In the financial markets, buying and selling stocks would be disorganized were it not for some type of categorization. An industry group contributes to order in the stock market. It is a category of like corporations with similar business lines and models that can be compared with one another. Often, companies in the same industry group compete with one another. An industry group can be broad, such as a grouping of industrial stocks, or it could be quite specific and include only steel companies, for instance.
There are different ways to illustrate how individual industry groups are fairing in the economy. Throughout the stock market, companies in the same industry group sometimes will be included in what's known as a sector index. For instance, companies that drill oil and gas are considered to be in the same industry group. In order to represent how this category of companies is fairing in the financial markets, a regional stock market might create what's known as an oil services index, where performance of corporations in this category is measured. Viewing index performance might help investors to determine whether they have the risk/reward profile that is required to invest in stocks in that particular grouping.
Often, stocks in an industry group trade, or are bought and sold, in a similar fashion to one another. When there is a news in a specific industry stock, other securities in that grouping tend to react. For instance, negative news in the energy industry at one industry-leading company can result in the entire sector trading lower. When an industry leader falls out of favor with investors, the entire industry group often can be punished as a result. This could be because the fear that one negative event also will have a negative effect on similar companies.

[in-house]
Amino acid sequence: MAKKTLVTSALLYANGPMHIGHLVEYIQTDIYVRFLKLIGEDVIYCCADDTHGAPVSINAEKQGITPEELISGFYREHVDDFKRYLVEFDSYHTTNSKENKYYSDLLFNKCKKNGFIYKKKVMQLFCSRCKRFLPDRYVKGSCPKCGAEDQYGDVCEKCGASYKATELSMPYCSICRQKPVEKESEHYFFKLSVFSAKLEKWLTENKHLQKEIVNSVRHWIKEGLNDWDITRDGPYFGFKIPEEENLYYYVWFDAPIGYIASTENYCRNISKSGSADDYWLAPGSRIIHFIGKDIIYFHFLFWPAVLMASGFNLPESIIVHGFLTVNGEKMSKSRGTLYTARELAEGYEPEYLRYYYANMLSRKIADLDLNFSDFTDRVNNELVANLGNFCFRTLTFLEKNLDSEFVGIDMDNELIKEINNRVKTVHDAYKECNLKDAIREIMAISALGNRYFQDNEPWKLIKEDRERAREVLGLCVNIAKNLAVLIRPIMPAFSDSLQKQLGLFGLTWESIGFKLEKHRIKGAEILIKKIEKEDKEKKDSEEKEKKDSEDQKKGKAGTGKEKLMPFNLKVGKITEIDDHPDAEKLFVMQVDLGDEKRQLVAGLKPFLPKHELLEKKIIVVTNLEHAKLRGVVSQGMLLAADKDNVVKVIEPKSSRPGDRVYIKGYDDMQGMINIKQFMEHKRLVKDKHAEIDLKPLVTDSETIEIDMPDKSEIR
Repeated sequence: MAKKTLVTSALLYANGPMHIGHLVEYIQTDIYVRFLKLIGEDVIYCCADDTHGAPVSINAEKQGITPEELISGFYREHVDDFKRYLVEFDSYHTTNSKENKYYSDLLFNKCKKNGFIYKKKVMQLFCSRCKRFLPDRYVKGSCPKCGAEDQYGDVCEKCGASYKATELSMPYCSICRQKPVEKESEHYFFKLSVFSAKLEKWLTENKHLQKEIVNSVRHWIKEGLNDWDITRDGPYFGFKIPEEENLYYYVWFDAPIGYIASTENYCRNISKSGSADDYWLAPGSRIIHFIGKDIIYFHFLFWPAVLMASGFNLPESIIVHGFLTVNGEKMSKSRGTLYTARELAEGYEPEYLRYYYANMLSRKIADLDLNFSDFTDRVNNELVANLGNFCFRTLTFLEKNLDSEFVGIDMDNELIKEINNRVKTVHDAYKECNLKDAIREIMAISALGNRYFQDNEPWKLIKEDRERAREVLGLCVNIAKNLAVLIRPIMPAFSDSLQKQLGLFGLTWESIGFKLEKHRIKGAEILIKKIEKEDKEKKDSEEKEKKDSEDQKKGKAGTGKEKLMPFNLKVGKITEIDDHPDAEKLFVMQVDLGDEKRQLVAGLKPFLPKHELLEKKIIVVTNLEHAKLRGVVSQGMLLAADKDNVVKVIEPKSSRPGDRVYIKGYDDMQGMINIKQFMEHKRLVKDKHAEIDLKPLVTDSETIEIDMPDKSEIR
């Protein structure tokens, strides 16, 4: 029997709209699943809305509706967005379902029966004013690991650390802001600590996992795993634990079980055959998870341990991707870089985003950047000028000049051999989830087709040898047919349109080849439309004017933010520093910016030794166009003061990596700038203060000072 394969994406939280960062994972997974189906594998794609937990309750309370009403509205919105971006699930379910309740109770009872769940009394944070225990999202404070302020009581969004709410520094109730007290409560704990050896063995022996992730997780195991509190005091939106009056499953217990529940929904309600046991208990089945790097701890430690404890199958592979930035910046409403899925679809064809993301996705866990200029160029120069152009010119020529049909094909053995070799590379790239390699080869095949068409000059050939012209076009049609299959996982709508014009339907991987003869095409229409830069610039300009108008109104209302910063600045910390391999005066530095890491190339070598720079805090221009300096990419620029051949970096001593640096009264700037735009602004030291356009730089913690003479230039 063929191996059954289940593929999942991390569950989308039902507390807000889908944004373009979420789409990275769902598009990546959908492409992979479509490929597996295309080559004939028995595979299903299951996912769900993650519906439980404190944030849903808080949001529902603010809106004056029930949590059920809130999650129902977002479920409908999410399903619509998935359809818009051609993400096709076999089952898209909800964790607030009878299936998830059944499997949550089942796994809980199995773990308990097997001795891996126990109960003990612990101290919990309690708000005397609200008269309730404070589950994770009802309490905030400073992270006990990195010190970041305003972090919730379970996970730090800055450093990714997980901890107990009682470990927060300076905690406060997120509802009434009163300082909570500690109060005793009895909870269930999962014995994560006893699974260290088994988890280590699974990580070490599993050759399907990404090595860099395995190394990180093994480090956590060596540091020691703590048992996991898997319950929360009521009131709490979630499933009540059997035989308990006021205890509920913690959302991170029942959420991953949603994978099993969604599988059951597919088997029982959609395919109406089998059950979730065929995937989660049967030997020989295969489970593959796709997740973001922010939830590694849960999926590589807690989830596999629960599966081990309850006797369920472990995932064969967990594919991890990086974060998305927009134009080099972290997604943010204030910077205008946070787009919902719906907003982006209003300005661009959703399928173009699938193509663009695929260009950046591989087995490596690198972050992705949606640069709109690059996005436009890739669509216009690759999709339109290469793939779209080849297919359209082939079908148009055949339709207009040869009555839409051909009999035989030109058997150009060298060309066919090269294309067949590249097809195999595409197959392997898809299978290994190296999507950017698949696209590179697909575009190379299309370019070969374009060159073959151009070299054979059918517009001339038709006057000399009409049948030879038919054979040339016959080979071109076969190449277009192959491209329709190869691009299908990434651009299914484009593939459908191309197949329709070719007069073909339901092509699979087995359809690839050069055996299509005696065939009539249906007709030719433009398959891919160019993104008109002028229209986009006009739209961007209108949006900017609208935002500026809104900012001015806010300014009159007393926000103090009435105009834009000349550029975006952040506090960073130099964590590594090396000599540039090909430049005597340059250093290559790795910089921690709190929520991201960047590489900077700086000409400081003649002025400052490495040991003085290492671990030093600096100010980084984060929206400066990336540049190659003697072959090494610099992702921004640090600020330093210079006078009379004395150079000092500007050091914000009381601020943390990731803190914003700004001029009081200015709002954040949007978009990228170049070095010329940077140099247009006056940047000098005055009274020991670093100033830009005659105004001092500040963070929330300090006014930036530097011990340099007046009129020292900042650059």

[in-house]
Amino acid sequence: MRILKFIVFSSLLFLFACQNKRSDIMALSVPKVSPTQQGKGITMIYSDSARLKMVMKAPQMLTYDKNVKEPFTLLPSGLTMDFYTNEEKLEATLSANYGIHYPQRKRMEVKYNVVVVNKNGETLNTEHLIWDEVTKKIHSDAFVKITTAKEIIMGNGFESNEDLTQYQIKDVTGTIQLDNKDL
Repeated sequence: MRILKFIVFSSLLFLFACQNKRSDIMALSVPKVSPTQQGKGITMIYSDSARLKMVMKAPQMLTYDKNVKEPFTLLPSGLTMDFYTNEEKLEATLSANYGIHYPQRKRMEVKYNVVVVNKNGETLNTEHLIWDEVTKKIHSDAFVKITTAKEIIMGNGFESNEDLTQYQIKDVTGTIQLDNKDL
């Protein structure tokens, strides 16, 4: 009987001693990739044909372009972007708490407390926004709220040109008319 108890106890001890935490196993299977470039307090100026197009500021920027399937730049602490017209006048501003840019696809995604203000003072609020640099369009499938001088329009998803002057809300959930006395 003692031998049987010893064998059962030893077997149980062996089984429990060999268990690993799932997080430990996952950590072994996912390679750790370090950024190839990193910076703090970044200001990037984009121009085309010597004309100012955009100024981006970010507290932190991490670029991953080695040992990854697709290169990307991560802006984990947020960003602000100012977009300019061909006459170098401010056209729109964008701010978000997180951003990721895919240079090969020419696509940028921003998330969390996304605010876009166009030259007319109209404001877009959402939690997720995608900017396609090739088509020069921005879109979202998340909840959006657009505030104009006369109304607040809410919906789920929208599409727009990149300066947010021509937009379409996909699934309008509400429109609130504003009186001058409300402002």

Investing in multiple industry groups, or sectors, is one way to add diversification into an investment portfolio and eliminate some of the risk associated with having too much exposure to one sector. Particularly by investing across different sectors, especially industry groups that are unassociated with one another, investment risk is mitigated. Spreading investments across various groups is known as asset allocation.
The benefit of asset allocation is that if one sector is performing especially strong for a period of time, these gains will compensate for other equity exposure in a portfolio that might be on the decline. For instance, by investing both in energy stocks and pharmaceutical stocks, one of these industry groups might contribute to an investor's profits if the other sector is experiencing losses. There are times in the financial markets, however, when most all industry groups are trading in a like direction, and this typically occurs when there is a larger piece of news circulating that might be tied to broader economic developments.